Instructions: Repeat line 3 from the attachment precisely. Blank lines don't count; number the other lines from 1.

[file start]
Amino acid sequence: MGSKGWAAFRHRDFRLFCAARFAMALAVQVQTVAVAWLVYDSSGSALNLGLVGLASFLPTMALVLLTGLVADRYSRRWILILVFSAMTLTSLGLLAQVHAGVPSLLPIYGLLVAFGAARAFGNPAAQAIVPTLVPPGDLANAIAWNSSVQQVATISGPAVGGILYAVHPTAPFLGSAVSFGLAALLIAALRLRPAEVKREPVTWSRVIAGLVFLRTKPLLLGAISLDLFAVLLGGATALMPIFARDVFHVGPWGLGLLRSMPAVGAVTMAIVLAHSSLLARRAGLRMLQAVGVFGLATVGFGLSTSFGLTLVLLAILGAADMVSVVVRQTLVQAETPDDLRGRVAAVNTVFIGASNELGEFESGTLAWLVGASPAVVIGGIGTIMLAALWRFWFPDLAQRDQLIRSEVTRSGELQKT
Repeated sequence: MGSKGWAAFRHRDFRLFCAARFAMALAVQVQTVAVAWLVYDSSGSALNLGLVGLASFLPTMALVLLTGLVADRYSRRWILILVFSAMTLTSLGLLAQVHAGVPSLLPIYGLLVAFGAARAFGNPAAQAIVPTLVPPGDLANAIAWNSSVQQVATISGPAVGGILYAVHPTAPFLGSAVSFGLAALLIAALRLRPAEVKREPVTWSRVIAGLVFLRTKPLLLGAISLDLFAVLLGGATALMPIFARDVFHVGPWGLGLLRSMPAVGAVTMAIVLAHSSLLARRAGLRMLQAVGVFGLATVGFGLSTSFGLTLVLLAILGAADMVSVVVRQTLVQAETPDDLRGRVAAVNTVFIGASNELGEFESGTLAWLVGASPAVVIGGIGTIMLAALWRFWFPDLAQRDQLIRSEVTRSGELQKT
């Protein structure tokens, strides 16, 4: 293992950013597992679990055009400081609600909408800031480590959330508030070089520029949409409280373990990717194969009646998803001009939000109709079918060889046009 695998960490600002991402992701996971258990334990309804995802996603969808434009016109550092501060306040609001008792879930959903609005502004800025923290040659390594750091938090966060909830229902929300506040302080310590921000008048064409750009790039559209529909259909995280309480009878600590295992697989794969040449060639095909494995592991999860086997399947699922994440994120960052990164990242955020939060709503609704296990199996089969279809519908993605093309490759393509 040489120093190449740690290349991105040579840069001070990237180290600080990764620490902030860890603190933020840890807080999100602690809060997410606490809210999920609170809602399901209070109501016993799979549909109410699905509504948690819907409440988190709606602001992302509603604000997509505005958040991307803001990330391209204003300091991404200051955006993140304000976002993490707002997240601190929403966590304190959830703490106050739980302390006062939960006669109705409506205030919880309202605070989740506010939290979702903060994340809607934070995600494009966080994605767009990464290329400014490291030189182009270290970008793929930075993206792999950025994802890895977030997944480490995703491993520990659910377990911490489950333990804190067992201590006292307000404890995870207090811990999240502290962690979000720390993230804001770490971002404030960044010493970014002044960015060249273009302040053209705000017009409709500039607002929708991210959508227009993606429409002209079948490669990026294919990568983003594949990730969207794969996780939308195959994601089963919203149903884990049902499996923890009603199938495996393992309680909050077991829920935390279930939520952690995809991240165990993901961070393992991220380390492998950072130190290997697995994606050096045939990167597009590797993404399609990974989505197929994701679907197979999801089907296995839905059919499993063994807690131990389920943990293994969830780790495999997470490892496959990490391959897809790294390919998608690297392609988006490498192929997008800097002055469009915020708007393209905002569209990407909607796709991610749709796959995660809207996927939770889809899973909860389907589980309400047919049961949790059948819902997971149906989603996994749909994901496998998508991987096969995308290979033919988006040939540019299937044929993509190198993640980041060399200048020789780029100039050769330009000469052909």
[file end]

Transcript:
């Protein structure tokens, strides 16, 4: 293992950013597992679990055009400081609600909408800031480590959330508030070089520029949409409280373990990717194969009646998803001009939000109709079918060889046009 695998960490600002991402992701996971258990334990309804995802996603969808434009016109550092501060306040609001008792879930959903609005502004800025923290040659390594750091938090966060909830229902929300506040302080310590921000008048064409750009790039559209529909259909995280309480009878600590295992697989794969040449060639095909494995592991999860086997399947699922994440994120960052990164990242955020939060709503609704296990199996089969279809519908993605093309490759393509 040489120093190449740690290349991105040579840069001070990237180290600080990764620490902030860890603190933020840890807080999100602690809060997410606490809210999920609170809602399901209070109501016993799979549909109410699905509504948690819907409440988190709606602001992302509603604000997509505005958040991307803001990330391209204003300091991404200051955006993140304000976002993490707002997240601190929403966590304190959830703490106050739980302390006062939960006669109705409506205030919880309202605070989740506010939290979702903060994340809607934070995600494009966080994605767009990464290329400014490291030189182009270290970008793929930075993206792999950025994802890895977030997944480490995703491993520990659910377990911490489950333990804190067992201590006292307000404890995870207090811990999240502290962690979000720390993230804001770490971002404030960044010493970014002044960015060249273009302040053209705000017009409709500039607002929708991210959508227009993606429409002209079948490669990026294919990568983003594949990730969207794969996780939308195959994601089963919203149903884990049902499996923890009603199938495996393992309680909050077991829920935390279930939520952690995809991240165990993901961070393992991220380390492998950072130190290997697995994606050096045939990167597009590797993404399609990974989505197929994701679907197979999801089907296995839905059919499993063994807690131990389920943990293994969830780790495999997470490892496959990490391959897809790294390919998608690297392609988006490498192929997008800097002055469009915020708007393209905002569209990407909607796709991610749709796959995660809207996927939770889809899973909860389907589980309400047919049961949790059948819902997971149906989603996994749909994901496998998508991987096969995308290979033919988006040939540019299937044929993509190198993640980041060399200048020789780029100039050769330009000469052909």